Without a secure bond with a trusted, stable adult, kids are more prone to social media addiction. The nature of Internet communication leads to a digital intimacy that falls short of authentic, vulnerable relationships so they keep grasping for more approval and acceptance.
In the first entry, we laid out a plan for dousing a physical flare-up between siblings.
Over time, that kind of calm leadership models behavior kids take on themselves. We send a message that conflict -- that unavoidable marker of human interaction -- is a chance to get in touch with feelings and needs; to express them assertively; to open up to another's perspective; to make repairs and, finally, to grow closer.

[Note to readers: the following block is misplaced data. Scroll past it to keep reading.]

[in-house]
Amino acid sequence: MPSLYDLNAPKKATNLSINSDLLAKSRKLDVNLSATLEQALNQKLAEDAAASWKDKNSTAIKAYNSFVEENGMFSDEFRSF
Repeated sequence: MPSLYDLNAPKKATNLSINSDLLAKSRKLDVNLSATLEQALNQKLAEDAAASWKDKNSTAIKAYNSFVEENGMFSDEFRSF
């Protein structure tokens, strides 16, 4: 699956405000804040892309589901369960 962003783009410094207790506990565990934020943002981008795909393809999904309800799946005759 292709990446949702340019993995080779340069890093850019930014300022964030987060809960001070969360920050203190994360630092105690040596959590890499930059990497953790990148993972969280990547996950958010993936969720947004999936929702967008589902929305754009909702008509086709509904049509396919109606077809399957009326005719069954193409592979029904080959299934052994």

Now, what else can we do to keep the landscape so well irrigated that these fires are less likely to occur?
When the sailing is smooth, there are skills we can actively reach for to keep us in those calm waters longer! Here are the five that I cover in class.
Starting to forgive ourselves is courageous and arduous work, and utterly necessary. We do whatever it takes to come to a place where we can accept that our child is very much hurting; then we can become a helper and try to turn things around.
I just thought maybe it’s high time I put all the Behavior Window terms in one post, with some illustrations from our family’s recent past.
Here they are from the top down -- forget about alphabetical order, we are trying to imprint this precious roadmap onto our brains!!